Jukebox Hero: How did Bruno Mars become Billboard’s Artist of the Year? He grabbed hold of the album and single charts and never let go
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And there's also the fearless factor. In addition to the Smeezingtons, Mars personally asked such producers as Mark Ronson and Jeff Bhasker to collaborate with him. "It's not about what's hot on the radio or the fastest way to make a buck," Mars says. "These guys are fearless, doing the music they want to do."
While melody and lyrics are important, Mars remembers the biggest lesson he was taught when he started writing songs focused on rhythm: Does it make you move? Make you dance? Whether the song is upÂtempo or a ballad, Mars says, "there has to be a heartbeat in back of it. There needs to be a pulse in the song."
Since kicking off the Moonshine Jungle tour in June-with opening acts including Ellie Goulding and Fitz & the Tantrums-Mars has been keeping audiences dancing in various arenas across North America through the summer. Then, following a performance at the iHeartRadio Music Festival in Las Vegas on Sept. 21, he traveled to the United Kingdom and Europe for a two-month arena tour.
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Bruno Mars: Artist of the Year Q&A
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Co-manager Creed says playing arenas was on the list of goals he and Williams Morris Endeavor music division partner John Marx had for this year after the groundwork had been laid in smaller venues on behalf of "Doo-Wops & Hooligans" -- which turned out to be underplays that worked to their advantage now. "We probably left a lot of tickets on the table with the first album," he says of opportunities offered then to play larger venues than theaters and ballrooms. "But it was so we could come bigger this time.
"Something happens when Bruno performs on TV and in concert," Creed continues. "Having poured himself into his songwriting, then singing and recording the songs, they flow through his veins-it's his pulse. And at the end of the day, that's what people want: a connection with someone speaking the words they wish they could say. And on the other side, Bruno and the band are having a blast onstage, so you can't not have a good time. It's an infectious environment, the show you can't miss."
Smeezingtons partner Lawrence adds, "There's nothing contrived about Bruno. He's a genuine person who's extremely passionate but also likes to be silly and cracks. And that's what sucks people into this special kind of energy. It harkens back to Earth Wind & Fire and Michael Jackson when people came to a show and got a show."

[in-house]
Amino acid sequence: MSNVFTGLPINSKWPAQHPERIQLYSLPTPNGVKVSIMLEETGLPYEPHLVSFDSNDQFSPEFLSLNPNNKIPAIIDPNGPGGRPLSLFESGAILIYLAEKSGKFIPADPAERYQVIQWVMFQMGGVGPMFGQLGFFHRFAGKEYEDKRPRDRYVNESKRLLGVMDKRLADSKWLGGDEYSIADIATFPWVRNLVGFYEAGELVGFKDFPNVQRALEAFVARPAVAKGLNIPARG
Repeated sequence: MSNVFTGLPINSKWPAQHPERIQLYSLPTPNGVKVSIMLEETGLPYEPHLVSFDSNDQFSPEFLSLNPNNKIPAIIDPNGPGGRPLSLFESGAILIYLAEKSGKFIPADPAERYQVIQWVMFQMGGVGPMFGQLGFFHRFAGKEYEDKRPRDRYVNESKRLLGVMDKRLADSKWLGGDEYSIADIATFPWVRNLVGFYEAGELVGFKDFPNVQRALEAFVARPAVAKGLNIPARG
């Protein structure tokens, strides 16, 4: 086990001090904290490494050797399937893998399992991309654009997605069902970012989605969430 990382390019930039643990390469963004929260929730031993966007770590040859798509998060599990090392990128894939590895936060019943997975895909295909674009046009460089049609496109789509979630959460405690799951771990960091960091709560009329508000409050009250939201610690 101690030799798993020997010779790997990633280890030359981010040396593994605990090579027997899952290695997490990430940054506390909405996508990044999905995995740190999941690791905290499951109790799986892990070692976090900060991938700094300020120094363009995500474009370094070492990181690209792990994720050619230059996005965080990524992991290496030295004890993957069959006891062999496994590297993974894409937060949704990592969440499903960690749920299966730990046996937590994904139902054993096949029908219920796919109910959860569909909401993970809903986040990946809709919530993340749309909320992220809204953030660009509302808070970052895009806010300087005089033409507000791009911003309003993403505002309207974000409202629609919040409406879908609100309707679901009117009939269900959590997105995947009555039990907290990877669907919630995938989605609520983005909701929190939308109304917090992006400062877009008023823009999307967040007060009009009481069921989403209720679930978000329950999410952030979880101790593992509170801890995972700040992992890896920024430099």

And that's exactly what made the NFL offer Mars the Super Bowl halftime slot. Compared with recent halftime headliners the Black Eyed Peas, Madonna and Beyonce, Mars has fewer years in the spotlight. But he matches them in live performance power, as the NFL's Sarah Moll and Tracy Perlman realized when they saw the Moonshine Jungle tour several times this summer.
"If you go to his concerts, it's 11-year-old girls to 65-year-old women-it's everyone," director of entertainment and TV programming Moll says. VP of entertainment marketing and promotions Perlman adds, "Our fans engage with music regardless of genre or gender, and people like Beyonce have helped us hit on all cylinders. We really feel we'll be able to do the same with Bruno this year."
Moll, who books the halftime performers, and the NFL's entertainment team started working with Mars and his management on the halftime set list around Thanksgiving week. They'll spend the remainder of 2013 mapping out the production and staging, not to mention the guest list. "He's got a few calls to make," Moll says, hinting that Mars' 12-minute set won't be an entirely solo affair.
In the meantime, Mars and his band have been "fooling around, having a blast" prepping for the high-profile gig at the outdoor MetLife Stadium during tour sound checks. "But being from Hawaii, me and the cold don't really speak that often," he says with a shudder. "And everyone is saying there's going to be a blizzard. So how do you rehearse for that? Go perform in meat lockers?"
When the Moonshine Jungle tour picks up again in late February, fans can expect some tweaking of the set list and opening acts. For now, however, Mars is reveling in being a rolling stone without a schedule. He's been catching up on concerts (Beyonce's Dec. 3 show at Staples), eating ice cream and getting into "American Horror Story" on Fox ("Angela Bassett and Kathy Bates are killing it").
As for his next studio album, Mars says his "in" box is empty right now. "There's going to be a point on the tour where I'll wish I had a new song or 10 more songs to sing. That's when the excitement comes back and you start working that muscle, ready to get back into the studio.
"But I'm good right now," he hastens to add. "If you put me in the studio, I don't know what I'd come up with, because I'm so enjoying this moment right now."
Additional reporting by Andrew Hampp in New York.